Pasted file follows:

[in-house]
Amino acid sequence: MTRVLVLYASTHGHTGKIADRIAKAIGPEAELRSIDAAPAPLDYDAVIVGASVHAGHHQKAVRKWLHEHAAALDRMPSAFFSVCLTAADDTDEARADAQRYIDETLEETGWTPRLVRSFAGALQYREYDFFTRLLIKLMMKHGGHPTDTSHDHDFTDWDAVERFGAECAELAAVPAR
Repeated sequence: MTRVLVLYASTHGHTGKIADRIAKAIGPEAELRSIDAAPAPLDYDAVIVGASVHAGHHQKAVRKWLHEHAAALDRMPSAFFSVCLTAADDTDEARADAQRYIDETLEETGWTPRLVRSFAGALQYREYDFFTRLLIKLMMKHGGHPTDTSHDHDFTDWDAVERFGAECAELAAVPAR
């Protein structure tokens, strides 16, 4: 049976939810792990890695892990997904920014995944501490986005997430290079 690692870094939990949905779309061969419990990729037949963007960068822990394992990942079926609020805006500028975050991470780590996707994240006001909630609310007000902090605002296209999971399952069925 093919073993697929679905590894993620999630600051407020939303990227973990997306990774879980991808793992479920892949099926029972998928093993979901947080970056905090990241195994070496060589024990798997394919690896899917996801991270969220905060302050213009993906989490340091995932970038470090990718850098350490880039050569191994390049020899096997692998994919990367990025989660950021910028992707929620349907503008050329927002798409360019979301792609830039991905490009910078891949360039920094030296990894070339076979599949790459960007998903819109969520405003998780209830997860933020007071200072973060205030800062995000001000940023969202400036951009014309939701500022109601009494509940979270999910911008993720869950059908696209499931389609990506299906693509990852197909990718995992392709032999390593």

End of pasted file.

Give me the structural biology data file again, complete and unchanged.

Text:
[in-house]
Amino acid sequence: MTRVLVLYASTHGHTGKIADRIAKAIGPEAELRSIDAAPAPLDYDAVIVGASVHAGHHQKAVRKWLHEHAAALDRMPSAFFSVCLTAADDTDEARADAQRYIDETLEETGWTPRLVRSFAGALQYREYDFFTRLLIKLMMKHGGHPTDTSHDHDFTDWDAVERFGAECAELAAVPAR
Repeated sequence: MTRVLVLYASTHGHTGKIADRIAKAIGPEAELRSIDAAPAPLDYDAVIVGASVHAGHHQKAVRKWLHEHAAALDRMPSAFFSVCLTAADDTDEARADAQRYIDETLEETGWTPRLVRSFAGALQYREYDFFTRLLIKLMMKHGGHPTDTSHDHDFTDWDAVERFGAECAELAAVPAR
């Protein structure tokens, strides 16, 4: 049976939810792990890695892990997904920014995944501490986005997430290079 690692870094939990949905779309061969419990990729037949963007960068822990394992990942079926609020805006500028975050991470780590996707994240006001909630609310007000902090605002296209999971399952069925 093919073993697929679905590894993620999630600051407020939303990227973990997306990774879980991808793992479920892949099926029972998928093993979901947080970056905090990241195994070496060589024990798997394919690896899917996801991270969220905060302050213009993906989490340091995932970038470090990718850098350490880039050569191994390049020899096997692998994919990367990025989660950021910028992707929620349907503008050329927002798409360019979301792609830039991905490009910078891949360039920094030296990894070339076979599949790459960007998903819109969520405003998780209830997860933020007071200072973060205030800062995000001000940023969202400036951009014309939701500022109601009494509940979270999910911008993720869950059908696209499931389609990506299906693509990852197909990718995992392709032999390593």